It’s been two weeks since Russia invaded Ukraine and, in those 14 days of missiles and deaths, the international community of fact-checkers denied at least 1,359 false content circulating on the internet.
And the drama of disinformation only tends to grow. The “maskirovka” is at work, the historic Soviet tactic – now Russian – of deceiving enemies to win a war. In today’s column, I tell you a little about how this technique works.
In the free translation from Russian to Portuguese, “maskirovka” means disguise or camouflage. But since 1380, when Prince Dmetrius Donskói orchestrated a surprise attack from within a forest and defeated the Mongol army at the Battle of Culicovo, it also concerns military strategy that uses lies to create ambiguities and confuse rivals. .
Experts interviewed by the BBC in 2015, after Russian President Vladimir Putin managed to annex Crimea, said the “maskirovka” rests on three pillars: surprise, denial and the inevitable disorganization of the enemy.
The surprise is not only because of the time when Russian troops usually move, usually at night, making it difficult to see, but also because the Russian military is trained and willing to obey orders that, from the Western point of view , would be considered outlandish.
Records from World War II state, for example, that in August 1944, the Soviet Union shifted military and weaponry in opposite directions to confuse Adolf Hitler’s troops. There are also reports that the USSR dressed Soviet soldiers in German uniforms in order to penetrate and blend in with rival forces. It is also known that the USSR released prisoners of war fed on rivers of fake news, betting that they would spill the beans, leading opponents to believe misinformation. And it worked.
The second pillar of the “maskirovka”, denial, lies in the Russians’ ability to prevent those involved in a conflict from having the big picture of the confrontation, in addition to the daring to rebut the ululating obvious without moving a single muscle of the face.
The annexation of Crimea was also an example of this.
In 2014, Putin spent days claiming that his country had no relationship with the “little green men” who were armed and unidentified throughout the disputed region. He repeated that the group was nothing more than a local militia, with no connection to his government. In 2015, however, after the victory, Putin acknowledged that the green men were, in fact, a Russian special force. The world gaped.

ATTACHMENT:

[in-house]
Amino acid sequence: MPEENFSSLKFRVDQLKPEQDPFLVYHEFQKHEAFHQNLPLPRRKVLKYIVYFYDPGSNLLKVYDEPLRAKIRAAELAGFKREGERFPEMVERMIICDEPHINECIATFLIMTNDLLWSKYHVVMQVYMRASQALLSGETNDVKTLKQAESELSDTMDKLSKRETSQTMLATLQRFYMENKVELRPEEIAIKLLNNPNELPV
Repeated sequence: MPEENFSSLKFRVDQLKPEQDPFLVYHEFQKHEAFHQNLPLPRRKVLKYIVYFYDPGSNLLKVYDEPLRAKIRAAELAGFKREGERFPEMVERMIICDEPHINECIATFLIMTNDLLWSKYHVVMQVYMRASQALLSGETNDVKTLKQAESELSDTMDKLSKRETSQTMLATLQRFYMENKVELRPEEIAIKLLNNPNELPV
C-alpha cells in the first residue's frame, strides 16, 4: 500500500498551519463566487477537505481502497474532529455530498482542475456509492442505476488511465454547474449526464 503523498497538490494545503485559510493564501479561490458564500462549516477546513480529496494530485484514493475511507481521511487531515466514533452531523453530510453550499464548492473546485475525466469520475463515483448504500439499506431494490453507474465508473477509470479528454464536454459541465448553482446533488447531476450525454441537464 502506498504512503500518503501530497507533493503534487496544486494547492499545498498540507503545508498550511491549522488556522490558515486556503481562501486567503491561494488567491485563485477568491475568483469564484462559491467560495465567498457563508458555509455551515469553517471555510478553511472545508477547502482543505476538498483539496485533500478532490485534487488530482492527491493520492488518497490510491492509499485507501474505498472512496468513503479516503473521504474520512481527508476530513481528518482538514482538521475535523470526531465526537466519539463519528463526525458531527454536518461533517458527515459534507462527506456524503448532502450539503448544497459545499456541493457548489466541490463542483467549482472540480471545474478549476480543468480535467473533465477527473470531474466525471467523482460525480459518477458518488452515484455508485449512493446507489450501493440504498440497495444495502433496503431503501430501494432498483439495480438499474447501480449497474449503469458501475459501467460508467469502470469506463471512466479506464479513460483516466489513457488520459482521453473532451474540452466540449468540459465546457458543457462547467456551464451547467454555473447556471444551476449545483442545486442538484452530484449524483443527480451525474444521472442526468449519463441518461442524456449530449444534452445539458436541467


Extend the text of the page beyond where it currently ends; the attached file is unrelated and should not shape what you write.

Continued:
The third pillar of the “maskirovka” is an immediate result of the efficiency of the two previous ones. It is the disorientation and disorganization of rivals. When the “maskirovka” goes into action, the army on the other side spends valuable time trying to understand what Russia is doing and/or trying to see behind the smokescreen what its military is hiding.
In 1968, in Czechoslovakia, it was like that. For months, the Soviet military carried out massive logistical exercises on the country’s borders with members of the Warsaw Pact. For a time, the North Atlantic Alliance (NATO) felt threatened, but later, it became desensitized. This is where the USSR advanced, catching the Czechs and Westerners quite unprepared.
It is evident that all the powers of the world adopt disinformation tactics to achieve their goals. In 2003, for example, the United States convinced much of the world about the existence of weapons of mass destruction in Iraq and gained support to invade the country and end Saddam Hussein’s regime.
But the digital version of the “maskirovka” deserves special attention.
In addition to having extrapolated the military sphere, becoming a kind of state policy, it has the speed of social networks and global political polarization.
Contrary to what Russian/Soviet propaganda does/does, to exalt the inherent qualities of the Russian people, the new “maskirovka” seeks to discredit the enemy. And that’s where, for example, the accusations that the Ukrainian president, Volodymyr Zelensky, is a Nazi (being a Jew) come from.
Last weekend, the New York Times ran a long story showing how Russian disinformation has torn apart families who have members living on both sides of the war. The statements collected by the correspondent are shocking:
“No one is bombing Kiev, and you should actually be afraid of the Nazis, the group your father fought so hard against. Your children will be fine and healthy. We love Ukrainians, but you need to think carefully about who you elect.” , wrote from Russia a relative of a lady interviewed by the American newspaper.
Therein lies the most immediate result of the “maskirovka”.
Cristina Tardáguila is Senior Program Director at ICFJ and Founder of Agência Lupa